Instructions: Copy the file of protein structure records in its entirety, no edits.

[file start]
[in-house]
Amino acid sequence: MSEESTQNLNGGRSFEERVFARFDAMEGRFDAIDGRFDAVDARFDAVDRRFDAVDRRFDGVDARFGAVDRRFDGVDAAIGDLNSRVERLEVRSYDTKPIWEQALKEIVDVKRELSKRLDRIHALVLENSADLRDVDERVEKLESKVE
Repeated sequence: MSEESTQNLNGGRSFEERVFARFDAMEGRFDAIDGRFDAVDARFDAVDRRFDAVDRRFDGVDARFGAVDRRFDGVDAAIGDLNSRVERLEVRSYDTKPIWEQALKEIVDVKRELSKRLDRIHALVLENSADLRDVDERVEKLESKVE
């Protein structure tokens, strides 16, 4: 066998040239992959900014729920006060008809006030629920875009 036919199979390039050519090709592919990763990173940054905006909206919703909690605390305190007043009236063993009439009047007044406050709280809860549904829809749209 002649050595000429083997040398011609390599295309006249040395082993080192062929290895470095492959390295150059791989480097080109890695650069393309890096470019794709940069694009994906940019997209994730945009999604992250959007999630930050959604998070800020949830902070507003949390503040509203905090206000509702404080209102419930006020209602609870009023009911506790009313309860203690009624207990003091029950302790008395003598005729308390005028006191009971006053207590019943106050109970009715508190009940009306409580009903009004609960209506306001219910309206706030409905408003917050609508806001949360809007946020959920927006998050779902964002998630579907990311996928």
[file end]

[in-house]
Amino acid sequence: MSEESTQNLNGGRSFEERVFARFDAMEGRFDAIDGRFDAVDARFDAVDRRFDAVDRRFDGVDARFGAVDRRFDGVDAAIGDLNSRVERLEVRSYDTKPIWEQALKEIVDVKRELSKRLDRIHALVLENSADLRDVDERVEKLESKVE
Repeated sequence: MSEESTQNLNGGRSFEERVFARFDAMEGRFDAIDGRFDAVDARFDAVDRRFDAVDRRFDGVDARFGAVDRRFDGVDAAIGDLNSRVERLEVRSYDTKPIWEQALKEIVDVKRELSKRLDRIHALVLENSADLRDVDERVEKLESKVE
């Protein structure tokens, strides 16, 4: 066998040239992959900014729920006060008809006030629920875009 036919199979390039050519090709592919990763990173940054905006909206919703909690605390305190007043009236063993009439009047007044406050709280809860549904829809749209 002649050595000429083997040398011609390599295309006249040395082993080192062929290895470095492959390295150059791989480097080109890695650069393309890096470019794709940069694009994906940019997209994730945009999604992250959007999630930050959604998070800020949830902070507003949390503040509203905090206000509702404080209102419930006020209602609870009023009911506790009313309860203690009624207990003091029950302790008395003598005729308390005028006191009971006053207590019943106050109970009715508190009940009306409580009903009004609960209506306001219910309206706030409905408003917050609508806001949360809007946020959920927006998050779902964002998630579907990311996928």